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Author Topic: Success & Failure: How is it measured?  (Read 1034 times)

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Offline PixiliciousTopic starter

Success & Failure: How is it measured?
« on: April 18, 2010, 08:43:00 PM »
A recent conversation with a friend revolved around success and achievements.  He is in the middle of figuring out what he wants to do with himself being that he's graduating from college here in May.  After a bit of beating around the bushes, pregnant pauses and incomplete sentences, he finally managed to explain that he didn't feel that his life was a success so far in his twenty-four years of existence.  He felt like that nothing he had accomplished was worthy of achievement.  That, of course, just opened up a can of worms, and led us straight into a rather lengthy discussion about what he thought he needed to do to be successful, since he felt that he hadn't been so already. 

That entire conversation got me thinking.  What I thought were successful accomplishments for him, were things that he didn't see as such, but rather things that almost anyone can do, that doesn't set him out from the crowd.  That was when I realized he'd given me the answer that I was looking for.  Success for him was doing something novel, that had never been done before, that set him apart from the average Joe walking down the street.

Everyone has their definitions of what achieving success means.  I believe that one's definition of success is more or less a personal one that cannot be made by anyone but that individual person, but at the same time, can be influenced by many outside sources.

For example, my mother doesn't consider my life to be a success right now, because I'll be twenty-three this year and I am still not done with school.  For her, she is following a timeline more or less prescribed by society on what makes a person successful in their lives.  Get married by the time you're 25.  Own a house before you're 30.  Have a family going before you hit 35.  I'm sure we've all heard of some of these at one point or another.  But, my question is... What makes anyone think that they can set goals to be obtained by another person and have it be considered a standard for success?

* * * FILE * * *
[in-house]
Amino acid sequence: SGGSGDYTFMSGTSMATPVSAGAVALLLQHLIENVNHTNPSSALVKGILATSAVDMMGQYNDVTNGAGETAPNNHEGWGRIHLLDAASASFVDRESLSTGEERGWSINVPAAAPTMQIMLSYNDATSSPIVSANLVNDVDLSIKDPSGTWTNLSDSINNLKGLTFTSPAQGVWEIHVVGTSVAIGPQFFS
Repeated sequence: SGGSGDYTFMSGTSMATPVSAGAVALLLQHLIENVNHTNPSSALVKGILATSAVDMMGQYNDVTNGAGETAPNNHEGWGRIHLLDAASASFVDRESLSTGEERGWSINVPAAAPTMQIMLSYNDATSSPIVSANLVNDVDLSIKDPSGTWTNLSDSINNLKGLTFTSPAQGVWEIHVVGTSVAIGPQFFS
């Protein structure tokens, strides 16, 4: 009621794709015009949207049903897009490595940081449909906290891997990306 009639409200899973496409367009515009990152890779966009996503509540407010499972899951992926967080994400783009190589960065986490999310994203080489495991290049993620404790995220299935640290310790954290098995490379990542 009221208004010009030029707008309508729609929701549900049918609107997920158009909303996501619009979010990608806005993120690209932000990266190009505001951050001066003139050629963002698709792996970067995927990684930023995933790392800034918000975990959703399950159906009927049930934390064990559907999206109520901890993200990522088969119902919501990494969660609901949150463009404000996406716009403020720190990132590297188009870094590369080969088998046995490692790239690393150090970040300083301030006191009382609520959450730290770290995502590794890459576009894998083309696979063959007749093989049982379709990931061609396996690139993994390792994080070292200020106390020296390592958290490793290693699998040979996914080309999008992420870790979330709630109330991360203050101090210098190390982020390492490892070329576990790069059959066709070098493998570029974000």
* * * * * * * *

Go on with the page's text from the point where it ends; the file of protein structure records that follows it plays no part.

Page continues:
Success for me, used to mean doing what my parents expected of me.  Now, it means completing the goals that I have set for myself.  And my standards of failure?  I have none.  Failure doesn't exist in my little world, as strange as it sounds.

First of all, I truly believe that you can learn a lesson from basically anything that happens to you, both good and bad.  You gain knowledge from it, and you grow from the experience.  It makes you a stronger person in some cases.  Now, tell me...What have you failed in a situation in which you can gain knowledge and grow from?   Nothing, in my opinion.  Secondly, failure doesn't exist in my world because I go into things giving it my best effort.  Once I can truly say that I've given something my best efforts, I know that I have succeeded at something, though it may not have been my original goal.

Are my views flawed?  Probably.  Does it work for me?  Yes.  Will it work for you?  Yes.  No.  Maybe?  Who knows?  But, that was what the point of this writing was, wasn't it?

Now, the real question is...How do you define success?


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Re: Success & Failure: How is it measured?
« Reply #1 on: April 18, 2010, 09:13:09 PM »
That was very thought provoking. I enjoyed reading it. It forced me to think of how standards get set for success. Personally I think for me there are levels of success in different facets of life. As far as family goes I am married and have one child by the age of 30. That is a success for me overall. However the child isn't mine biologically and I would like my own. Plus that child is bipolar so there are successes and failures each and ever day. Also while I consider family a success for me, I have largely ignored playing guitar and making music. That I consider a failure in the midst of my other successes.